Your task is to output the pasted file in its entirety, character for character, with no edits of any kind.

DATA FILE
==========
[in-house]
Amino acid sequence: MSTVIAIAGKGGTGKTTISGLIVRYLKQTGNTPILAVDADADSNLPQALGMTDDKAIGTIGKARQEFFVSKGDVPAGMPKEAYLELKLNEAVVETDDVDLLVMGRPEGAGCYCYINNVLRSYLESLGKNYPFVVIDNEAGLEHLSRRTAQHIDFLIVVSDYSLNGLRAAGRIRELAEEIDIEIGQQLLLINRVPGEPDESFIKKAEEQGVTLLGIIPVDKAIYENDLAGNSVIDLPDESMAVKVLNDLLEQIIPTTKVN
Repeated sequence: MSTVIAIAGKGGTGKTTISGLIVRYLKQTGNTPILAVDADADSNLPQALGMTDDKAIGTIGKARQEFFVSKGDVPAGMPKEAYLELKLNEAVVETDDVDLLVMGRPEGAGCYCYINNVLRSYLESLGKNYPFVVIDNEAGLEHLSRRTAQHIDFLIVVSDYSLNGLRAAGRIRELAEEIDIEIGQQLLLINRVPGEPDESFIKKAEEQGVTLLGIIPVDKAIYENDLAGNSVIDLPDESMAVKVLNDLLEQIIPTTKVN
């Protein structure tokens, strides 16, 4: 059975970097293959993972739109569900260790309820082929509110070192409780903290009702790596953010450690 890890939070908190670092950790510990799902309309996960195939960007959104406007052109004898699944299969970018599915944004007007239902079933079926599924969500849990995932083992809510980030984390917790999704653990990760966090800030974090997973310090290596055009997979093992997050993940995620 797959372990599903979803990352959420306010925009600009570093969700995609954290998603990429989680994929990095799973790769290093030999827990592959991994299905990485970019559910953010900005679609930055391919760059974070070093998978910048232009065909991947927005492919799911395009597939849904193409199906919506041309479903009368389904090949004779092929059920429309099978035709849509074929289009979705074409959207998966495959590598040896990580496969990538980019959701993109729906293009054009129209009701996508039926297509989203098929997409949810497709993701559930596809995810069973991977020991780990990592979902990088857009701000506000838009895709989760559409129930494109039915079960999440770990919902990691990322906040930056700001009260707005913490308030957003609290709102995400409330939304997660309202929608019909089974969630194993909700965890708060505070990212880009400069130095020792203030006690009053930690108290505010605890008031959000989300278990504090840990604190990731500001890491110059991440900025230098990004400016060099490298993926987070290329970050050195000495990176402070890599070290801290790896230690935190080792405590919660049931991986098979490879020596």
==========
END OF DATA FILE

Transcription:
[in-house]
Amino acid sequence: MSTVIAIAGKGGTGKTTISGLIVRYLKQTGNTPILAVDADADSNLPQALGMTDDKAIGTIGKARQEFFVSKGDVPAGMPKEAYLELKLNEAVVETDDVDLLVMGRPEGAGCYCYINNVLRSYLESLGKNYPFVVIDNEAGLEHLSRRTAQHIDFLIVVSDYSLNGLRAAGRIRELAEEIDIEIGQQLLLINRVPGEPDESFIKKAEEQGVTLLGIIPVDKAIYENDLAGNSVIDLPDESMAVKVLNDLLEQIIPTTKVN
Repeated sequence: MSTVIAIAGKGGTGKTTISGLIVRYLKQTGNTPILAVDADADSNLPQALGMTDDKAIGTIGKARQEFFVSKGDVPAGMPKEAYLELKLNEAVVETDDVDLLVMGRPEGAGCYCYINNVLRSYLESLGKNYPFVVIDNEAGLEHLSRRTAQHIDFLIVVSDYSLNGLRAAGRIRELAEEIDIEIGQQLLLINRVPGEPDESFIKKAEEQGVTLLGIIPVDKAIYENDLAGNSVIDLPDESMAVKVLNDLLEQIIPTTKVN
């Protein structure tokens, strides 16, 4: 059975970097293959993972739109569900260790309820082929509110070192409780903290009702790596953010450690 890890939070908190670092950790510990799902309309996960195939960007959104406007052109004898699944299969970018599915944004007007239902079933079926599924969500849990995932083992809510980030984390917790999704653990990760966090800030974090997973310090290596055009997979093992997050993940995620 797959372990599903979803990352959420306010925009600009570093969700995609954290998603990429989680994929990095799973790769290093030999827990592959991994299905990485970019559910953010900005679609930055391919760059974070070093998978910048232009065909991947927005492919799911395009597939849904193409199906919506041309479903009368389904090949004779092929059920429309099978035709849509074929289009979705074409959207998966495959590598040896990580496969990538980019959701993109729906293009054009129209009701996508039926297509989203098929997409949810497709993701559930596809995810069973991977020991780990990592979902990088857009701000506000838009895709989760559409129930494109039915079960999440770990919902990691990322906040930056700001009260707005913490308030957003609290709102995400409330939304997660309202929608019909089974969630194993909700965890708060505070990212880009400069130095020792203030006690009053930690108290505010605890008031959000989300278990504090840990604190990731500001890491110059991440900025230098990004400016060099490298993926987070290329970050050195000495990176402070890599070290801290790896230690935190080792405590919660049931991986098979490879020596």